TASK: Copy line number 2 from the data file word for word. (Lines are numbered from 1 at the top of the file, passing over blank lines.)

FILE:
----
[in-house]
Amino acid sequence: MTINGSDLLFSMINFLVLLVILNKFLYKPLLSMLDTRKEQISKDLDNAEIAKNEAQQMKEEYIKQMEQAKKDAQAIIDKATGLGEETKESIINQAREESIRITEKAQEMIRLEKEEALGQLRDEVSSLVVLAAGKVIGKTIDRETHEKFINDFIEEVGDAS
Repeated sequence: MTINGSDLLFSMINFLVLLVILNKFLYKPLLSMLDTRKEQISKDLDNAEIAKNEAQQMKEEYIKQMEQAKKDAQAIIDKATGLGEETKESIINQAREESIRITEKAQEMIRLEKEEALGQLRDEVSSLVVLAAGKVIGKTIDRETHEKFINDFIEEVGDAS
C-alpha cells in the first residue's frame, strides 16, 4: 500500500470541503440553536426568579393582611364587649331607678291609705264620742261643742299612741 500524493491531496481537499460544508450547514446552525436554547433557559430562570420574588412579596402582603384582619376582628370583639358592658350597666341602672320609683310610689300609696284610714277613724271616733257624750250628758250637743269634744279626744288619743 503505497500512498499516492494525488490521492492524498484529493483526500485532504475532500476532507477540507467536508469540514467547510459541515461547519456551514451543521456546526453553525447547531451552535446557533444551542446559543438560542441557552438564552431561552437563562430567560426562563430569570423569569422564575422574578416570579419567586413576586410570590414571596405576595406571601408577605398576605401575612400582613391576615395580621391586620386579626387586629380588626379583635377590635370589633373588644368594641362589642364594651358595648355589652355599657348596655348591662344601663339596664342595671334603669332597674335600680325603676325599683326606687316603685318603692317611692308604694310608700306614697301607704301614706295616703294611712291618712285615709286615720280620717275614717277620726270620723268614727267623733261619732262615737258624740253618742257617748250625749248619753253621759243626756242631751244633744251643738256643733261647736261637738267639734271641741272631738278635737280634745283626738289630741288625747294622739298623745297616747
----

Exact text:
Amino acid sequence: MTINGSDLLFSMINFLVLLVILNKFLYKPLLSMLDTRKEQISKDLDNAEIAKNEAQQMKEEYIKQMEQAKKDAQAIIDKATGLGEETKESIINQAREESIRITEKAQEMIRLEKEEALGQLRDEVSSLVVLAAGKVIGKTIDRETHEKFINDFIEEVGDAS